Hats Off to Food & Water Watch!
Pet food/treat consumers have friends in high places! The consumer advocacy organization Food and Water Watch is helping us take on the FDA with jerky treats from China. Hats Off to Food and Water Watch!
Mollie Morrissette and I had been reading about the efforts Food and Water Watch had done trying to prevent the import of Chinese chicken for human consumption into the U.S. We thought, this organization just might be able to help us in efforts to remove risky Chinese imported jerky treats from store shelves. As it turns out, Food and Water Watch was very willing to help!
Mollie sent Food and Water Watch’s head lobbyist Tony Corbo an email…Tony responded right away (and he was on vacation!). Monday August 27, 2012 Mollie and I had a conference call with Tony and it couldn’t have been any better.
Food and Water Watch sent a letter to FDA Commissioner Dr. Margaret Hamburg on August 29, 2012 stating concern with the on-going FDA investigation of the jerky treat issue. The letter, from Food and Water Watch, Poisoned Pets, and Truth about Pet Food, addressed the concern that FDA inspectors in China were not allowed to test the jerky treats and the letter brought up an issues of law that just might help.
“Specifically, we believe that Section 306 of FSMA gives you the authority to stop the importation of pet treats from China immediately since the agency was prevented from completing its inspection of the poultry facilities that produce chicken jerky treats that have been the subject of the investigation. We would like to know whether the agency is contemplating invoking its authority under this provision of the statute to issue an Import Alert on pet food products from those Chinese poultry plants.”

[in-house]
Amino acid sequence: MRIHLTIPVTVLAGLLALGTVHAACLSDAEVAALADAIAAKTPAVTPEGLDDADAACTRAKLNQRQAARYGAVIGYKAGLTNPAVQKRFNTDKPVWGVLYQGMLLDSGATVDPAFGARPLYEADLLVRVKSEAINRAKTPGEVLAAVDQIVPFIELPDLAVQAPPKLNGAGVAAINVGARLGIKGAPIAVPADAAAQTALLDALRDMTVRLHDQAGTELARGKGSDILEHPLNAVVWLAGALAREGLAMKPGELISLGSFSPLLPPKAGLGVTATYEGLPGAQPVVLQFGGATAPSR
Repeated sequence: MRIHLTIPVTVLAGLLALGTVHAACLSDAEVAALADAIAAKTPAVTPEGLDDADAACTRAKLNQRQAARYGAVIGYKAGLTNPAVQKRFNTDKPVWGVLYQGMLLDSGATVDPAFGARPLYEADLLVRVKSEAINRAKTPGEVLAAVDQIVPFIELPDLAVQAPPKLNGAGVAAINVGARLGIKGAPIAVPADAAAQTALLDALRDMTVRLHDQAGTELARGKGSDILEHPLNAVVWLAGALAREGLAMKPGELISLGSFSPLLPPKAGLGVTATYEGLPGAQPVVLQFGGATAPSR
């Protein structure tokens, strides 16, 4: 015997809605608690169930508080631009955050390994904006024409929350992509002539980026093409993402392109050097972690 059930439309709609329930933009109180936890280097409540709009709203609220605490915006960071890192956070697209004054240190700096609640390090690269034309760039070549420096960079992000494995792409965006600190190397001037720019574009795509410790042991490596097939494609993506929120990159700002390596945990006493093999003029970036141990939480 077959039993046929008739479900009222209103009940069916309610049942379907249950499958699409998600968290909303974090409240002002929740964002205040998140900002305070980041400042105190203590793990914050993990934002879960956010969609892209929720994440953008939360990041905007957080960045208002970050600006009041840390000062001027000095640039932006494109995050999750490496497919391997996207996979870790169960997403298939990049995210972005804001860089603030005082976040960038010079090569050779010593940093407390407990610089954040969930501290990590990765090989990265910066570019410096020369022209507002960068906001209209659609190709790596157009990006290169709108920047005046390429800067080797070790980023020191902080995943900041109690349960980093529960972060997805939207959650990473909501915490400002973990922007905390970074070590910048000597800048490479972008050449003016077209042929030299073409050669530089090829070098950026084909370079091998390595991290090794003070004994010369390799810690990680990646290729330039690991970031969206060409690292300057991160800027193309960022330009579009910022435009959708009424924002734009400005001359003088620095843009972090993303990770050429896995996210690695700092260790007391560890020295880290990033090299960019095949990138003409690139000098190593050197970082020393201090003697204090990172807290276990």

“Second, we would like to know whether FDA is exploring using its authority under Section 211 of FSMA to require that stores that sell the imported chicken jerky treats from China post the agency’s cautionary advisories so that more consumers are aware of the safety issues associated with these pet treats. As you know, that section of the law is designed to inform consumers of adulterated products that have been identified through the Reportable Food Registry. That registry collects information on contaminated human and animal foods. If the agency has received adverse events associated with the imported pet treats from China and they have been posted on the Reportable Food Registry, why has the agency not used its authority under this section of FSMA to post its cautionary advisories in retail outlets that sell these products?”
And one last quote from their powerful letter…“Third, we would like to know what steps the agency has taken to inform veterinarians of the safety issues associated with imported chicken jerky treats from China. Furthermore, we would like to know whether the FDA has communicated with veterinarians on the protocol to diagnose an adverse event associated with chicken jerky treats and how those adverse events are to be reported to the FDA.”
To read the full letter from Food and Water Watch, Click Here
Hats Off to Food and Water Watch!
Wishing you and your pet(s) the best,
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